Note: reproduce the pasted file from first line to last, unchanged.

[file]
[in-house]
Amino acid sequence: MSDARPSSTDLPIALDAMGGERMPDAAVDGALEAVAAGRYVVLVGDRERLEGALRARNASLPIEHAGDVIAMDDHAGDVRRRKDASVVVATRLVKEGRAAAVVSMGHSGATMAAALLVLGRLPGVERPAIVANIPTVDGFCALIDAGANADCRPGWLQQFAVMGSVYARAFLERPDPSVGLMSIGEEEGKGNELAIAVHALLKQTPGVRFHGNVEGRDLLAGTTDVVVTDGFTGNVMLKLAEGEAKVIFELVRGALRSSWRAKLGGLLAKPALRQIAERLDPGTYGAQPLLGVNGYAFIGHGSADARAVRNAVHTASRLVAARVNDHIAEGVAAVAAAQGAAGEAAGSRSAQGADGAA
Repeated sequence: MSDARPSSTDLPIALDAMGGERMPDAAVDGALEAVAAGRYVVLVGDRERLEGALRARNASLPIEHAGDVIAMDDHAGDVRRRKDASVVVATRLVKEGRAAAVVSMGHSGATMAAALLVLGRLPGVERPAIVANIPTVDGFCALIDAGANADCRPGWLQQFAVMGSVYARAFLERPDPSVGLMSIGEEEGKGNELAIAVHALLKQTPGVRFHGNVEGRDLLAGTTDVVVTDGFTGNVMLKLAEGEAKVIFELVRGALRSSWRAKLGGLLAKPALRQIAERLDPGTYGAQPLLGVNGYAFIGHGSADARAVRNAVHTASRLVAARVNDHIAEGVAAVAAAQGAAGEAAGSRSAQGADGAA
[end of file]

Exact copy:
[in-house]
Amino acid sequence: MSDARPSSTDLPIALDAMGGERMPDAAVDGALEAVAAGRYVVLVGDRERLEGALRARNASLPIEHAGDVIAMDDHAGDVRRRKDASVVVATRLVKEGRAAAVVSMGHSGATMAAALLVLGRLPGVERPAIVANIPTVDGFCALIDAGANADCRPGWLQQFAVMGSVYARAFLERPDPSVGLMSIGEEEGKGNELAIAVHALLKQTPGVRFHGNVEGRDLLAGTTDVVVTDGFTGNVMLKLAEGEAKVIFELVRGALRSSWRAKLGGLLAKPALRQIAERLDPGTYGAQPLLGVNGYAFIGHGSADARAVRNAVHTASRLVAARVNDHIAEGVAAVAAAQGAAGEAAGSRSAQGADGAA
Repeated sequence: MSDARPSSTDLPIALDAMGGERMPDAAVDGALEAVAAGRYVVLVGDRERLEGALRARNASLPIEHAGDVIAMDDHAGDVRRRKDASVVVATRLVKEGRAAAVVSMGHSGATMAAALLVLGRLPGVERPAIVANIPTVDGFCALIDAGANADCRPGWLQQFAVMGSVYARAFLERPDPSVGLMSIGEEEGKGNELAIAVHALLKQTPGVRFHGNVEGRDLLAGTTDVVVTDGFTGNVMLKLAEGEAKVIFELVRGALRSSWRAKLGGLLAKPALRQIAERLDPGTYGAQPLLGVNGYAFIGHGSADARAVRNAVHTASRLVAARVNDHIAEGVAAVAAAQGAAGEAAGSRSAQGADGAA